Pretty print JSON

I have a bunch of JSON objects that I’d like to print to the screen.
I’d like to sort the keys to make them easier to read.
This python code does what I want:

#!/usr/bin/env python3
import json

def reorder(s):
    o = json.loads(s)
    return json.dumps(o, sort_keys=True)

input1 = '{"b": 2, "A":1, "c": {"d": 3}}'
input2 = '{"c": {"d": 3}, "b": 2, "A":1}'


{"b": 2, "A":1, "c": {"d": 3}}
{"c": {"d": 3}, "b": 2, "A":1}

{"A": 1, "b": 2, "c": {"d": 3}}
{"A": 1, "b": 2, "c": {"d": 3}}

I tried using json.Unmarshal and json.Marshal but it filters out lowercase keys.
It also leaves no spaces in the output, which is a little hard to read.

I don’t know the format of the messages ahead of time.
I only know that they will be JSON objects.

Anyone have a good way of doing this?

Can you use jq ?

jq is a good idea. I could use that, but would prefer a pure Go solution, without dependencies if possible.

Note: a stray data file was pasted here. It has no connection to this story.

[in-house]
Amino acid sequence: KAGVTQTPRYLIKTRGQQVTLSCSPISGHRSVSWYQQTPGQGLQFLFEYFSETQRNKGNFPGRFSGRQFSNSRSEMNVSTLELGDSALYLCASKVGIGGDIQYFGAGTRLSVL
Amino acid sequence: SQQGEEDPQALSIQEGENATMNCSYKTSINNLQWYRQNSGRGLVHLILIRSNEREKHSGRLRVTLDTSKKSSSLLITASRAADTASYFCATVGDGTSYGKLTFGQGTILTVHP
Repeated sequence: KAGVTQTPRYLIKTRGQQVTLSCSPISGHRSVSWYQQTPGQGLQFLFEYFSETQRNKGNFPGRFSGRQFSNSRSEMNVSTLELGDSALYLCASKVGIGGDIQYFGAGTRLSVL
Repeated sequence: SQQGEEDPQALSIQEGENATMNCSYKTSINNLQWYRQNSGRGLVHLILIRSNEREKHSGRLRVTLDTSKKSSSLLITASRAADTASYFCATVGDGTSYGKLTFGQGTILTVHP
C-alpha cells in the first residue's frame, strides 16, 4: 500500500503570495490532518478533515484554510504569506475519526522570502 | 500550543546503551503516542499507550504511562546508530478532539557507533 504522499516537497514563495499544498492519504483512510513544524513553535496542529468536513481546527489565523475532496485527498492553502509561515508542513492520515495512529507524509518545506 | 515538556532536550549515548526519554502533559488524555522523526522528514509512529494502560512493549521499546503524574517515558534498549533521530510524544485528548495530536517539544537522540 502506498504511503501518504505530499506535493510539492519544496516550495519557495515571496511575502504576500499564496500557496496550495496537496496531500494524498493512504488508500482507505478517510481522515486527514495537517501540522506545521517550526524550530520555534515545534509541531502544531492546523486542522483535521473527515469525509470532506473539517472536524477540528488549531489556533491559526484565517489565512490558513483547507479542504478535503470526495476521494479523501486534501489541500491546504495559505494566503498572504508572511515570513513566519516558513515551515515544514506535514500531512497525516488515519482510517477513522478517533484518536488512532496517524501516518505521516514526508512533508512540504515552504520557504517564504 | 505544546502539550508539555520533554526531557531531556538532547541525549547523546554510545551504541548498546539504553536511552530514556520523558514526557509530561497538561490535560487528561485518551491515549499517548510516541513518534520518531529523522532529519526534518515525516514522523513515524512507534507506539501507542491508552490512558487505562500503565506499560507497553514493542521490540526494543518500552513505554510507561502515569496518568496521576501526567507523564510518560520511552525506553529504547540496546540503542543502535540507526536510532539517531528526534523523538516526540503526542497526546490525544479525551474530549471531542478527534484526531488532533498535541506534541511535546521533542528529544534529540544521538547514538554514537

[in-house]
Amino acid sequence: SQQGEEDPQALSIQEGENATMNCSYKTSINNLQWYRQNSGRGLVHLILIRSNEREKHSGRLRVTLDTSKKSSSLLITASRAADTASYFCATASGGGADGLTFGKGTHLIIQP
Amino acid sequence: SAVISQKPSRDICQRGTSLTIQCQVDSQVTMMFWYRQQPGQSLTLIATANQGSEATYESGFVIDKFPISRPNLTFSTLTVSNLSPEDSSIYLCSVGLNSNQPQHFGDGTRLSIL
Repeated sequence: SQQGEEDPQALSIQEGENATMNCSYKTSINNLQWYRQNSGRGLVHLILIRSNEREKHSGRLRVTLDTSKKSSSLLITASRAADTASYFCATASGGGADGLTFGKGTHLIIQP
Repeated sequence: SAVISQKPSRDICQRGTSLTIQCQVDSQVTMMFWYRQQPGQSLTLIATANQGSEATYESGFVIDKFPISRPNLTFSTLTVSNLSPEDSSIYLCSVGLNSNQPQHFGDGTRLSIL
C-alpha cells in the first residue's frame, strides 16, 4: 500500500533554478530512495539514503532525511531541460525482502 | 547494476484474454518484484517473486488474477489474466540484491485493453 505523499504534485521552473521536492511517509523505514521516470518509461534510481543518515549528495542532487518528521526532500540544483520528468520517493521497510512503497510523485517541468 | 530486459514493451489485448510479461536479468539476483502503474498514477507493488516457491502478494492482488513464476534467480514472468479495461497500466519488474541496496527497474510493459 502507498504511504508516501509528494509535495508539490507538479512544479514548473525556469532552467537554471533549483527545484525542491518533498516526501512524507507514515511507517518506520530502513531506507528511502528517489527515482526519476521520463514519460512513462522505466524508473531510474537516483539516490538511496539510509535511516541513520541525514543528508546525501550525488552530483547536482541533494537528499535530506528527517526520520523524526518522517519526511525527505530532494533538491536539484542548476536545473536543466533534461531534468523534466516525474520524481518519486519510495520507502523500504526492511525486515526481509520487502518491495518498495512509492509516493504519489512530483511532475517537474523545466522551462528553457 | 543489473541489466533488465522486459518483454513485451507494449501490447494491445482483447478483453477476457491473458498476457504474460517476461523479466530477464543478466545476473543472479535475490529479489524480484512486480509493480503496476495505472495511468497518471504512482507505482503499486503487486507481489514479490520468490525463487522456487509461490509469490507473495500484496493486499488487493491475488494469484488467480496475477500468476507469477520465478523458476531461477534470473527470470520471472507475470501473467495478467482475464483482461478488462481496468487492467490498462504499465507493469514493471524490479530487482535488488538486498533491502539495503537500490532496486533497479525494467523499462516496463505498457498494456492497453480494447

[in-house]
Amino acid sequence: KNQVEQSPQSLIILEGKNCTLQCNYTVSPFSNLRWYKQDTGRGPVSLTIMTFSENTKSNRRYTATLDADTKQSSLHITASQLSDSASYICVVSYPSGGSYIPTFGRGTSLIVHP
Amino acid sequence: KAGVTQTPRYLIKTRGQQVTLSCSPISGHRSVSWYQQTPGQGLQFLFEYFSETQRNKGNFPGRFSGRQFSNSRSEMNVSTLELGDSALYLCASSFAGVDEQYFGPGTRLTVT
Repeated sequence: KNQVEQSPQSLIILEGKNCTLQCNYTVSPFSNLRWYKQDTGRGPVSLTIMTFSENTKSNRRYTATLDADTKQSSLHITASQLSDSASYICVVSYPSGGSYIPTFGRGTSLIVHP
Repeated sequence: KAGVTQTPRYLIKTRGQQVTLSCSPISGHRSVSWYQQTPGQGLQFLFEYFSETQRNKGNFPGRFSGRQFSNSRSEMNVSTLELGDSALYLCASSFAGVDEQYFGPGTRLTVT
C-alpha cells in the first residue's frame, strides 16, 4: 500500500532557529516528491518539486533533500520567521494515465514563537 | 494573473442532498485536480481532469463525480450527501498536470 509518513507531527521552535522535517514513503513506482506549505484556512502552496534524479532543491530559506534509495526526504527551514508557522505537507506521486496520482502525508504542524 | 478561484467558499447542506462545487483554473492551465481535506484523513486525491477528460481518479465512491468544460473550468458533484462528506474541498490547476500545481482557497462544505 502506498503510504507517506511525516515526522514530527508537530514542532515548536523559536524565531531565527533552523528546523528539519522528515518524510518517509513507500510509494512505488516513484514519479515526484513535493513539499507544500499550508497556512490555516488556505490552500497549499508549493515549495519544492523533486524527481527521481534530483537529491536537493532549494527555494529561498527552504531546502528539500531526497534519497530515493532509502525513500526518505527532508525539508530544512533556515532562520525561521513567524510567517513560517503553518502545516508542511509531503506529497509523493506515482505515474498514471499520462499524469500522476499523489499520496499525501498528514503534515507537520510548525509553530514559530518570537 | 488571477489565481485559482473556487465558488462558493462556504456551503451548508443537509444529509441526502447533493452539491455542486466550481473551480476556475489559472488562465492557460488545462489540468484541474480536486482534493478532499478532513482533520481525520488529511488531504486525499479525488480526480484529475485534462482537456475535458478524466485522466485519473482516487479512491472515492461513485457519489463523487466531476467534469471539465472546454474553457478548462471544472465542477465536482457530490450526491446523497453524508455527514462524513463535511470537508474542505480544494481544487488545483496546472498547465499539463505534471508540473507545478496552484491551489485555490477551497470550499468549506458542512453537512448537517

Lots of good info there, but most of the answers print the json on multiple lines. I need it all to be on a single line.

I had a mistake in the original question.
json.Unmarshal and json.Marshal do not filter out lowercase keys.
It puts lowercase stuff at the end so I didn’t see it in the output.

So this code does the alphabetical ordering right.

package main

import (

func reorder(obj string) string {
	var o map[string]interface{}
	json.Unmarshal([]byte(obj), &o)
	r, _ := json.Marshal(o)
	return string(r)

func main() {
	input1 := `{"b": 2, "A":1, "c": {"d": 3}}`
	input2 := `{"c": {"d": 3}, "b": 2, "A":1}`


{"b": 2, "A":1, "c": {"d": 3}}
{"c": {"d": 3}, "b": 2, "A":1}


It would just be much more readable if there was a space after each colon and comma.

To pretty print your JSON instead of Marshal function you can simply use MarshalIndent. About reordering, yeah, you can imagine a function to do this but keep in mind that JSON is a format for data exchange and the order of elements is not guaranteed and should not mater.

The JSON Data Interchange Standard definition at specifies that “An object is an unordered [emphasis mine] set of name/value pairs”, whereas an array is an “ordered collection of values”. In other words, by definition the order of the key/value pairs within JSON objects simply does not, and should not, matter .

Ordering Elements within JSON Objects – FileMakerHacks.